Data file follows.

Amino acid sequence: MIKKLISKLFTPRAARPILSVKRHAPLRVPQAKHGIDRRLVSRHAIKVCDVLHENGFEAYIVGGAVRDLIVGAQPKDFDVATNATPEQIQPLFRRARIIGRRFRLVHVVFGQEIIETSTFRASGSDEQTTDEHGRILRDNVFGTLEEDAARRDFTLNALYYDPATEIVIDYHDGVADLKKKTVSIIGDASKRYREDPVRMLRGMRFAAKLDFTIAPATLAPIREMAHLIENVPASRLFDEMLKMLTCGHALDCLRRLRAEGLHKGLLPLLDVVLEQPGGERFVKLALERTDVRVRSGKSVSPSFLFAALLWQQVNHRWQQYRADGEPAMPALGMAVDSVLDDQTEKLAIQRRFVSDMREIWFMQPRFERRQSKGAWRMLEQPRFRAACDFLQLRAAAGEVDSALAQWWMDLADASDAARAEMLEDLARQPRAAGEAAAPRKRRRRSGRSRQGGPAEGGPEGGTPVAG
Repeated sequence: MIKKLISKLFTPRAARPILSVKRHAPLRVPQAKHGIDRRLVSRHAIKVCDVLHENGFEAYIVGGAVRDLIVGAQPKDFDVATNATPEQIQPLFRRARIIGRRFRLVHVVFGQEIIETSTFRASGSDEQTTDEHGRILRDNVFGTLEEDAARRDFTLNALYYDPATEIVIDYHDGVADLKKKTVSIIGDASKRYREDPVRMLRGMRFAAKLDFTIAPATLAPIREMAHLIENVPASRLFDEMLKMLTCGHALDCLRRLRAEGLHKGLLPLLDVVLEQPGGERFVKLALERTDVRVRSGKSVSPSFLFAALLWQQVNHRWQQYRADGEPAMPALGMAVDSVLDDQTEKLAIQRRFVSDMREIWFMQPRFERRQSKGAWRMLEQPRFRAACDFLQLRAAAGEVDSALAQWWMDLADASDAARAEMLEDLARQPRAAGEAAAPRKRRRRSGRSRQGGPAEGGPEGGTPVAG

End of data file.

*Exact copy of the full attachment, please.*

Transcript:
Amino acid sequence: MIKKLISKLFTPRAARPILSVKRHAPLRVPQAKHGIDRRLVSRHAIKVCDVLHENGFEAYIVGGAVRDLIVGAQPKDFDVATNATPEQIQPLFRRARIIGRRFRLVHVVFGQEIIETSTFRASGSDEQTTDEHGRILRDNVFGTLEEDAARRDFTLNALYYDPATEIVIDYHDGVADLKKKTVSIIGDASKRYREDPVRMLRGMRFAAKLDFTIAPATLAPIREMAHLIENVPASRLFDEMLKMLTCGHALDCLRRLRAEGLHKGLLPLLDVVLEQPGGERFVKLALERTDVRVRSGKSVSPSFLFAALLWQQVNHRWQQYRADGEPAMPALGMAVDSVLDDQTEKLAIQRRFVSDMREIWFMQPRFERRQSKGAWRMLEQPRFRAACDFLQLRAAAGEVDSALAQWWMDLADASDAARAEMLEDLARQPRAAGEAAAPRKRRRRSGRSRQGGPAEGGPEGGTPVAG
Repeated sequence: MIKKLISKLFTPRAARPILSVKRHAPLRVPQAKHGIDRRLVSRHAIKVCDVLHENGFEAYIVGGAVRDLIVGAQPKDFDVATNATPEQIQPLFRRARIIGRRFRLVHVVFGQEIIETSTFRASGSDEQTTDEHGRILRDNVFGTLEEDAARRDFTLNALYYDPATEIVIDYHDGVADLKKKTVSIIGDASKRYREDPVRMLRGMRFAAKLDFTIAPATLAPIREMAHLIENVPASRLFDEMLKMLTCGHALDCLRRLRAEGLHKGLLPLLDVVLEQPGGERFVKLALERTDVRVRSGKSVSPSFLFAALLWQQVNHRWQQYRADGEPAMPALGMAVDSVLDDQTEKLAIQRRFVSDMREIWFMQPRFERRQSKGAWRMLEQPRFRAACDFLQLRAAAGEVDSALAQWWMDLADASDAARAEMLEDLARQPRAAGEAAAPRKRRRRSGRSRQGGPAEGGPEGGTPVAG